Growing Degree Days for Insect Pests

Encyclopedia Article

Humans and other warm-blooded animals can generate their own heat to regulate their body temperature. In contrast, insects are ectotherms, which means they cannot generate their own heat and their development is driven by the temperatures they experience in their environment. This is the same for plants, fish, amphibians, and reptiles. Most people in agriculture are familiar with using growing degree days (GDD; also called “heat units”) to monitor and predict crop development. We can apply the same concept of predictable development to insects to monitor development and estimate important benchmarks (e.g., egg hatch, peak adult emergence, etc.).

Knowing when pests become active or when certain growth stages are reached is important for integrated pest management of crops because it can help us refine scouting windows and make timely management decisions, if needed. Each year brings different challenges for crop production and different risks for pest infestations. Additionally, many factors influence when migratory pests arrive in the Midwest and, combined with monitoring efforts such as trapping, GDD can help determine when scouting should occur. This article goes over important terminology, how to calculate GDD for key insect pests, and resources for obtaining relevant information.


What is a degree day? A degree day is a measurement of heat unit accumulation over time.

Because insect development depends largely on the temperatures they experience, their development is predictable using GDD. There is an ideal temperature range, which differs by species, for optimal reproduction and longevity. There are three key things we need to know about insect development to use the formula:

Lower developmental threshold: The lowest temperature at which the insect can complete development. This varies by species but usually tells us when the pest becomes active after overwintering in Iowa. This is not the same as the lowest temperature that will kill an insect. See Table 1 for examples of lower developmental thresholds.

Upper developmental threshold: The highest temperature at which the insect can develop. Some insects do not have an upper threshold, but we use 90°F as the upper threshold for many species. Some insects cannot withstand warm temperatures and have a lower maximum. See Table 1 for examples of upper developmental thresholds.

Biofix: The starting point for accumulating degree days. This varies by species, but most of the time we use January 1 as a starting point even though insects are not generally active during the winter months. See Table 1 for examples of various biofix indicators.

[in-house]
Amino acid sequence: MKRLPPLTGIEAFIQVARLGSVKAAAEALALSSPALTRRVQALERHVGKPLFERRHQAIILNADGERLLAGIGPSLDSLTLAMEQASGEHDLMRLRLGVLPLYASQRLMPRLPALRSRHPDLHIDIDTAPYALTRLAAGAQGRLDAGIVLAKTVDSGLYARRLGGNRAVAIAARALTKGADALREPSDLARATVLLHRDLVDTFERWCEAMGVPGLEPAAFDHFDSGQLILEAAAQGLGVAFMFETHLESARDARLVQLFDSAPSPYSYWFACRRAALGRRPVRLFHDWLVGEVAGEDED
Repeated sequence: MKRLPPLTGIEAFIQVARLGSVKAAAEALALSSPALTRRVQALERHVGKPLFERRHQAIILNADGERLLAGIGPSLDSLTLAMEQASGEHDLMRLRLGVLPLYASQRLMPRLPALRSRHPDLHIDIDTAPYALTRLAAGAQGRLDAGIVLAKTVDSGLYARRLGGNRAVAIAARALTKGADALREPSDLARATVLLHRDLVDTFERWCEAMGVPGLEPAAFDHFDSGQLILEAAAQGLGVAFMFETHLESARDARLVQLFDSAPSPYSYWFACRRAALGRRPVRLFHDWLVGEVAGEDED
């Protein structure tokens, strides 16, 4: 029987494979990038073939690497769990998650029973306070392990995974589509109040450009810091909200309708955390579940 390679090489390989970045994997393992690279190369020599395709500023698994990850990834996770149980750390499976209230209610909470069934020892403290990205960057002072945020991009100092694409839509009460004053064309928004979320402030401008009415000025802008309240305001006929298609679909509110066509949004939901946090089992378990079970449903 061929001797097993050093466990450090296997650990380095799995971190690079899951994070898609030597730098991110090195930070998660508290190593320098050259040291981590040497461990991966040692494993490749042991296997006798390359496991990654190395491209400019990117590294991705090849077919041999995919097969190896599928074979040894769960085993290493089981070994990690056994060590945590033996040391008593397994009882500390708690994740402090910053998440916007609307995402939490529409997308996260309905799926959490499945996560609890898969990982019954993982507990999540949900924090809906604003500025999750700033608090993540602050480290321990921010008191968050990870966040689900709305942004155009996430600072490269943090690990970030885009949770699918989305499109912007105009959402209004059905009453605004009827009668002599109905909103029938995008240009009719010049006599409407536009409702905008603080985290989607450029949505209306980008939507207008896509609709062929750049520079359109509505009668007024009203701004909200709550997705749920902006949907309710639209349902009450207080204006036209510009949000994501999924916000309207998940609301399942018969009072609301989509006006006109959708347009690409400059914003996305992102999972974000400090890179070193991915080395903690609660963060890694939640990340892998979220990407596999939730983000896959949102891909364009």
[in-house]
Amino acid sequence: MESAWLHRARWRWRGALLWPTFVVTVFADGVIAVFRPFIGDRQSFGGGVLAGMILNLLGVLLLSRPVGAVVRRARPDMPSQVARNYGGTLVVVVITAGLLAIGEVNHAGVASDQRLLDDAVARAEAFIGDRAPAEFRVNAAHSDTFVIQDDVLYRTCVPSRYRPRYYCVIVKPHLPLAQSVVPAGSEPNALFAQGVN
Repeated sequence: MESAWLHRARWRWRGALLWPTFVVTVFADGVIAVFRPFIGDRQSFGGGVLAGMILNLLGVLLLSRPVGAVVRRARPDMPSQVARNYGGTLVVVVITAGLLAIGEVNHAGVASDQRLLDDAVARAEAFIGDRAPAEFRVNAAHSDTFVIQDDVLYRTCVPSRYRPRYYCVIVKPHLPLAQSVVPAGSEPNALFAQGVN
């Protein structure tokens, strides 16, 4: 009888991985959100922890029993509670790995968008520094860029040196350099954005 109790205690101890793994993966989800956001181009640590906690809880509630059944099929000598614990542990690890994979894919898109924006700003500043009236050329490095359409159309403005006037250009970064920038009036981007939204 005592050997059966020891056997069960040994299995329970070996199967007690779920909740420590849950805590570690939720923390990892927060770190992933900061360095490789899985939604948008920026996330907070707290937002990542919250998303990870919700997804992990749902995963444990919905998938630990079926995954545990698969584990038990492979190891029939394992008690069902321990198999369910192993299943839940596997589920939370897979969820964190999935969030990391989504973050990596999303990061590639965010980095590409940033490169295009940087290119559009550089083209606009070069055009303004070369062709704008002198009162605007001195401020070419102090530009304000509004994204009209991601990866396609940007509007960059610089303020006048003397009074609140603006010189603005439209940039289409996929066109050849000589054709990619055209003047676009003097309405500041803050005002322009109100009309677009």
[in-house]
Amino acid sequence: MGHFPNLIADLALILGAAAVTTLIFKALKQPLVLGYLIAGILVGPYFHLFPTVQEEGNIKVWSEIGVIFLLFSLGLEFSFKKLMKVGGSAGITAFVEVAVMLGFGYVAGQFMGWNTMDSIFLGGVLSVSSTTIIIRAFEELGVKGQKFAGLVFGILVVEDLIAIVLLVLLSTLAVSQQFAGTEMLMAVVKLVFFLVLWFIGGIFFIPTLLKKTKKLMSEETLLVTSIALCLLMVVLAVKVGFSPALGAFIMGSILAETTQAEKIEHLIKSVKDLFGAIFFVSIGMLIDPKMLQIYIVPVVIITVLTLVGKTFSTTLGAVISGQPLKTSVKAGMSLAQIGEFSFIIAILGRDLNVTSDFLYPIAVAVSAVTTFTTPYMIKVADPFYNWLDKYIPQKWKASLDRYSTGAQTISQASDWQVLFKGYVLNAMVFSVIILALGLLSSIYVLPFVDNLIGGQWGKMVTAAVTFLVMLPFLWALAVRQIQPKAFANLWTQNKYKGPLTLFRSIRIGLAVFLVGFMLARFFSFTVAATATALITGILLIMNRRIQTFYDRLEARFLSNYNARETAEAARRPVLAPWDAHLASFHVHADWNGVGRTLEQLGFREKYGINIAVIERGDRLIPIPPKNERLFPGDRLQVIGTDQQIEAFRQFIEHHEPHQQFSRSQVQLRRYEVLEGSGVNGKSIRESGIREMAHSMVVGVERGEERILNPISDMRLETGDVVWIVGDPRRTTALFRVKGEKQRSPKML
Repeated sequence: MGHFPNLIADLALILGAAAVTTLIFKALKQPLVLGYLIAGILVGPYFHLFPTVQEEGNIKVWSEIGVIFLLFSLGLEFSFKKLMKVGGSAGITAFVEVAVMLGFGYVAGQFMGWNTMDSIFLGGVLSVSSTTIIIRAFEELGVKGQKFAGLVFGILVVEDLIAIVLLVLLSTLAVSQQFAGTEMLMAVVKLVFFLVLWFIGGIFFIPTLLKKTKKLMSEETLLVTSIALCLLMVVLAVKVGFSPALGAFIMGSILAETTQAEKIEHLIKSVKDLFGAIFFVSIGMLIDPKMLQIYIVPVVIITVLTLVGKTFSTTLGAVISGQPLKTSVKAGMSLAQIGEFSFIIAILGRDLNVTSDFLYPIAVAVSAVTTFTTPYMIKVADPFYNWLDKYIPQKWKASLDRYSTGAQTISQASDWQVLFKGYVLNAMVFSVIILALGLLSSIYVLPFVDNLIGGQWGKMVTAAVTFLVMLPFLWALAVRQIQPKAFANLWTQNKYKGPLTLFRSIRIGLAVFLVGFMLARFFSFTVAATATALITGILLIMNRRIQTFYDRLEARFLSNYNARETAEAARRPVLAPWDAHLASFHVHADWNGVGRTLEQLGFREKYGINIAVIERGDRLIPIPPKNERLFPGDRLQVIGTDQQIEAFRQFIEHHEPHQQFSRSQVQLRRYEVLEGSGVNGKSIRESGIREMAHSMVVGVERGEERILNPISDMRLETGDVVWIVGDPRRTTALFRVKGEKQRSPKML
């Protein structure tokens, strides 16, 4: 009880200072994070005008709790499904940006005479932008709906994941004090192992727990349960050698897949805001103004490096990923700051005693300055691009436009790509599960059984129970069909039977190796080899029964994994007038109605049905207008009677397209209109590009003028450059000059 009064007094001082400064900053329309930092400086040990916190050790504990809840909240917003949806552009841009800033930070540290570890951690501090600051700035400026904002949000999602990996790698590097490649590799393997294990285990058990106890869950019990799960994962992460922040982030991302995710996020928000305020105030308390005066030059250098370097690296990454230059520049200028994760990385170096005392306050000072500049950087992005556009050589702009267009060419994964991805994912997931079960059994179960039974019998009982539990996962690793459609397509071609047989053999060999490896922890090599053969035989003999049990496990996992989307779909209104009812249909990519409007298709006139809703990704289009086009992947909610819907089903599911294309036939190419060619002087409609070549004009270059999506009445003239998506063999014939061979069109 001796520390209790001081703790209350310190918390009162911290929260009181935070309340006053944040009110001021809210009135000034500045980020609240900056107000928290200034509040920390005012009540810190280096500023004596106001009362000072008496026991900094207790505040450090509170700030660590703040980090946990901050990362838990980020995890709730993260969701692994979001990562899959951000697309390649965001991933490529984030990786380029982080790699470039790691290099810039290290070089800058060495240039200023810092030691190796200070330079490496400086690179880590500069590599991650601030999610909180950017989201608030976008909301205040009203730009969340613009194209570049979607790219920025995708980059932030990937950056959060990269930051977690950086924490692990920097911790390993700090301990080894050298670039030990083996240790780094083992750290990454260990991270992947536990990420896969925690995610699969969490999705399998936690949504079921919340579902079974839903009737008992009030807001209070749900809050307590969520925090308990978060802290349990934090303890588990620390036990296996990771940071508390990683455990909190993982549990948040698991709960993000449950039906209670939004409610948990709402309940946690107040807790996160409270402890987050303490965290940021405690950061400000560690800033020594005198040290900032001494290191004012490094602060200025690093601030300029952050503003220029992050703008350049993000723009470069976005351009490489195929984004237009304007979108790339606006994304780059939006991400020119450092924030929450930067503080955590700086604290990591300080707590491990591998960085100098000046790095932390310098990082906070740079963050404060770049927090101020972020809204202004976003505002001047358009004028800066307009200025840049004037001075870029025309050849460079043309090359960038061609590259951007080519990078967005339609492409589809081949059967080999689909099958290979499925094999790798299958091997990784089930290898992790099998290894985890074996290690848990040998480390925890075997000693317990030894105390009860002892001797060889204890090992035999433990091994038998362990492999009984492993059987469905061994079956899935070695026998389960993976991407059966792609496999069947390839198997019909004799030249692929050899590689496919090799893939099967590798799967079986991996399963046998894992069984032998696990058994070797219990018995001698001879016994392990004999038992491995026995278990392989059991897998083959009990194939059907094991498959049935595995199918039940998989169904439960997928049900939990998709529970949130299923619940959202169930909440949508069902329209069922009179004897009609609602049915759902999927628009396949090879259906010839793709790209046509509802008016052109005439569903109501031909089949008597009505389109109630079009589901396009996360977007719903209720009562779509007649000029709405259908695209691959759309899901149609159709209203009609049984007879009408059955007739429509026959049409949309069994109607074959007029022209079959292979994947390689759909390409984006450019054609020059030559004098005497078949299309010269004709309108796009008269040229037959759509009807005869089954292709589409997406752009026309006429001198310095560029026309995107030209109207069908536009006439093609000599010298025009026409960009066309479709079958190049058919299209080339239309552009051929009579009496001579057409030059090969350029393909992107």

Calculation Method

The formula for calculating growing degree days uses the daily minimum and maximum temperatures to find an average daily temperature. Then, the organism’s lower developmental threshold is subtracted to give a measurement of GDD.

[(daily maximum temperature + daily minimum temperature) ÷ 2] – lower threshold

For almost all GDD calculations in agriculture, we use the Modified Average Method, which accounts for the organism’s developmental thresholds. Using the Modified Average Method, the organism’s lower developmental threshold is used in the formula if the daily minimum temperature is below the threshold, and the upper developmental threshold is used if the daily maximum temperature exceeds the threshold.

Examples 1-3 will walk through a 3-day period in Ames, Iowa to demonstrate how to use the Modified Average Method for calculating GDD for seedcorn maggot.

Example 1: April 11, 2022

  • Daily minimum temperature: 41°F
  • Daily maximum temperature: 69°F
  • Lower developmental threshold: 39°F
  • Upper developmental threshold: 84°F

Since neither the daily minimum nor maximum temperatures were reached, the formula is straightforward:

[(69 + 41) ÷ 2] – 39 = 16 GDD

Example 2: April 12, 2022

  • Daily minimum temperature: 38°F
  • Daily maximum temperature: 77°F

Here, the daily minimum temperature is below the lower developmental threshold for seedcorn maggot. Therefore, we substitute 39°F in place of the daily minimum temperature in the formula.

[(77 + 39) ÷ 2] – 39 = 19 GDD

Example 3: April 13, 2022

  • Daily minimum temperature: 28°F
  • Daily maximum temperature: 47°F

Again, the daily minimum temperature is below the lower developmental threshold, so we substitute the lower developmental threshold in the formula.

[(47 + 39) ÷ 2] – 39 = 4 GDD

Over this 3-day period, seedcorn maggot in Ames, IA accumulated 39 GDD.

Variables for Key Pests

For most of the important agricultural insect pests, scientists have estimated the lowest temperature for development and the GDD requirements to reach key developmental stages. Table 1 lists several key pests, their developmental thresholds, and the biofix for GDD accumulation. Click on the pest name to see an encyclopedia article about that pest with more scouting information.

Table 1. Variables for key pests.

Common name Lower Threshold Upper Threshold Biofix
alfalfa weevil 48°F 90°F January 1
bean leaf beetle 46°F   Egg-laying (soybean emergence)
black cutworm 50°F   Significant moth flight
common stalk borer 41°F   January 1
European corn borer 50°F 86°F First spring moth capture
Japanese beetle 50°F 88°F January 1
seedcorn maggot 39°F 84°F January 1
soybean aphid 50°F 95°F January 1
western corn rootworm 52°F (soil) 86°F January 1


Growing degree days for insect pests can be calculated based on temperature readings from a home thermometer or from data on the Internet from local weather stations. The Iowa Environmental Mesonet has archives of data and various tools for retrieving weather data or calculating GDD.

A new tool is the Pest Forecasting Maps page on the Iowa Environmental Mesonet. Use this tool to get a current estimation of GDD for key pests at sites across Iowa, and a 7- or 14-day prediction of GDD accumulation.